An event commemorating veterans Friday highlighted not only the past, but also the future.
More than 300 people attended Scottsdale’s Veterans Day Commemoration at the McCormick-Stillman Railroad Park, where speakers said the future is forever affected by the past.
"We must imprint upon our youth the importance of our history," Mayor Mary Manross said.
Manross said later the theme of youth involvement is a personal one for her, stemming from her own four children and a family history of military service.
"It’s important for us all to teach (the youth)," she said. "You need to understand history or you’re much more likely to repeat the same mistakes."
Michael Vigil, a Marine, came to the event with his wife, two nephews and a niece. He said it is essential that younger generations learn about the past and embrace it.
"If the youth doesn’t know (about the past), we’ve lost sight of everything," he said. "It’s the ones that came before us that shaped America."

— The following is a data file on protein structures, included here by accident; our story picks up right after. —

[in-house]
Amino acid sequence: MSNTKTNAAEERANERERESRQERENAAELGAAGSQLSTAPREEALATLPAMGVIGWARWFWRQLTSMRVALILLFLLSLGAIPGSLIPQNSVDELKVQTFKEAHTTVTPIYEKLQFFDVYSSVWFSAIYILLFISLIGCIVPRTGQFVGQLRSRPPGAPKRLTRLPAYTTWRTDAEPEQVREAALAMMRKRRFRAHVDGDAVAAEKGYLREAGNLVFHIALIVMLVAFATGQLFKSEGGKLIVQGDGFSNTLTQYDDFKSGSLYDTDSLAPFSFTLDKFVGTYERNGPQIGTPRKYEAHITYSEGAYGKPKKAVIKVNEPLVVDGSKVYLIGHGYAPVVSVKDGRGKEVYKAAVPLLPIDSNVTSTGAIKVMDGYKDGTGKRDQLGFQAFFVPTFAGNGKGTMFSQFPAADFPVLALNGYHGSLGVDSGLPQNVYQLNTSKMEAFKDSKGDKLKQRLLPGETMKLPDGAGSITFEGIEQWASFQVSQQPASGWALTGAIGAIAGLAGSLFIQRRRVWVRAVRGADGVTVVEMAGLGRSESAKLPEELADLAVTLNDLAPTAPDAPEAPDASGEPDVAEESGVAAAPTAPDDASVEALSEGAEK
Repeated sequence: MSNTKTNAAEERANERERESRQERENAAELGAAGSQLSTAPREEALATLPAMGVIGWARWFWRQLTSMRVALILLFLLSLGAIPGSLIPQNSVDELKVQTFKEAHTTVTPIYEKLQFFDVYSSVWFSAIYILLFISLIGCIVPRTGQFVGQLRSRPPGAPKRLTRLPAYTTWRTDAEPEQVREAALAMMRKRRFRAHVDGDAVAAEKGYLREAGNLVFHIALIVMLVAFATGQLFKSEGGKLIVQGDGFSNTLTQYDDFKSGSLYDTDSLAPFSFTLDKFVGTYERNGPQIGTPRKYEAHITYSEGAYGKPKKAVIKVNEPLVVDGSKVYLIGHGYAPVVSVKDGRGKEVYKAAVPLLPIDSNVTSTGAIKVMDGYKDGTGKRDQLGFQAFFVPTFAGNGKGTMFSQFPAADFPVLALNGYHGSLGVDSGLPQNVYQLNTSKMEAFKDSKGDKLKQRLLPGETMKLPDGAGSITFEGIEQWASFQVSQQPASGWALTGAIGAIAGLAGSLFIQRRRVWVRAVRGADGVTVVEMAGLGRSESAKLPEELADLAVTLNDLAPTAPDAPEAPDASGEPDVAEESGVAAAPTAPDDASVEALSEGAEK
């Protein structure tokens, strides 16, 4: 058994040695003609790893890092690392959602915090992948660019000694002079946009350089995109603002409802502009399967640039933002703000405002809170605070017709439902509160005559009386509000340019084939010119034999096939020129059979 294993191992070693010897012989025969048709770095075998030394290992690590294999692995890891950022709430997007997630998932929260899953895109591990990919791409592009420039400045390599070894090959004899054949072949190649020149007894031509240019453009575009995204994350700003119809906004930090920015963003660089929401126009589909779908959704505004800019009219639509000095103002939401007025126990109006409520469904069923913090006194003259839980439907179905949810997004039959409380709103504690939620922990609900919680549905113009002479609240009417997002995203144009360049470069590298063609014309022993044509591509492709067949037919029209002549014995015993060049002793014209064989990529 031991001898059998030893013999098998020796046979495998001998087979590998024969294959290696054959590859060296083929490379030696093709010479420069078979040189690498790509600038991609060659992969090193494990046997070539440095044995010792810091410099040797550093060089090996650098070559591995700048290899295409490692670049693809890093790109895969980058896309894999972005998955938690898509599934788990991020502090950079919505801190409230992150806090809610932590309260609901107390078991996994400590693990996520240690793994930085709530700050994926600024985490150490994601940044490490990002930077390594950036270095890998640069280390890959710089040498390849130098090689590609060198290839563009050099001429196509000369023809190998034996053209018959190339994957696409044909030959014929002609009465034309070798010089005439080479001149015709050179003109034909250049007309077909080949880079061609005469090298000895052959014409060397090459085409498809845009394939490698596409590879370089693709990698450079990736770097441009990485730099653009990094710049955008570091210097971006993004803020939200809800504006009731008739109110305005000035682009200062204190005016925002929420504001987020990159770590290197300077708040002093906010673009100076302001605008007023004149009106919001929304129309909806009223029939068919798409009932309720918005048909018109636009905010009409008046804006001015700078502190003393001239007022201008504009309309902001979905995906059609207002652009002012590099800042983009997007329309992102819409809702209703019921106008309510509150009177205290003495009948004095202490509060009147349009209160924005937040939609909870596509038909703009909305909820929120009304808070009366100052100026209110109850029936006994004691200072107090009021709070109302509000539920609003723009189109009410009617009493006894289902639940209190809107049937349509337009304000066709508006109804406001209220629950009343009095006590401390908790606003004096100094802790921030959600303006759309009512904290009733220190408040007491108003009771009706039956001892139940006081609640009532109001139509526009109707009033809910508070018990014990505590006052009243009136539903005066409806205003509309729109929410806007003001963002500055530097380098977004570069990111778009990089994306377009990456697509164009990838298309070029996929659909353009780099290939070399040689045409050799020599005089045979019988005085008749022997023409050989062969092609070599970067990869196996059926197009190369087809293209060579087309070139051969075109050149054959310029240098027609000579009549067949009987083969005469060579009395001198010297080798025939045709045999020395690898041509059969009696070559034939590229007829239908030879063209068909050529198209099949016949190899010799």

Notable speakers at the event included Marshall Trimble, Arizona’s state historian and a former Marine, and Sen. Jon Kyl and Rep. J.D. Hayworth, both R-Ariz.
Former Scottsdale Councilman Jim Bruner also paid tribute to Zina Kuhn, a woman the late Mayor Herb Drinkwater called an "ambassador of goodwill."
Kuhn, who died in August, helped establish Scottsdale’s Veterans Day celebration in 1989.
She also restored the backdrop of the event, the 1947 Gratitude Train Boxcar, a French gift to Arizona after World War II.
"While she never wanted to admit or acknowledge her age, she was very much a legacy in her own life," Bruner said. "If she were still here, she would say, in her very heavy accent, ‘This is the greatest country in the world.’ "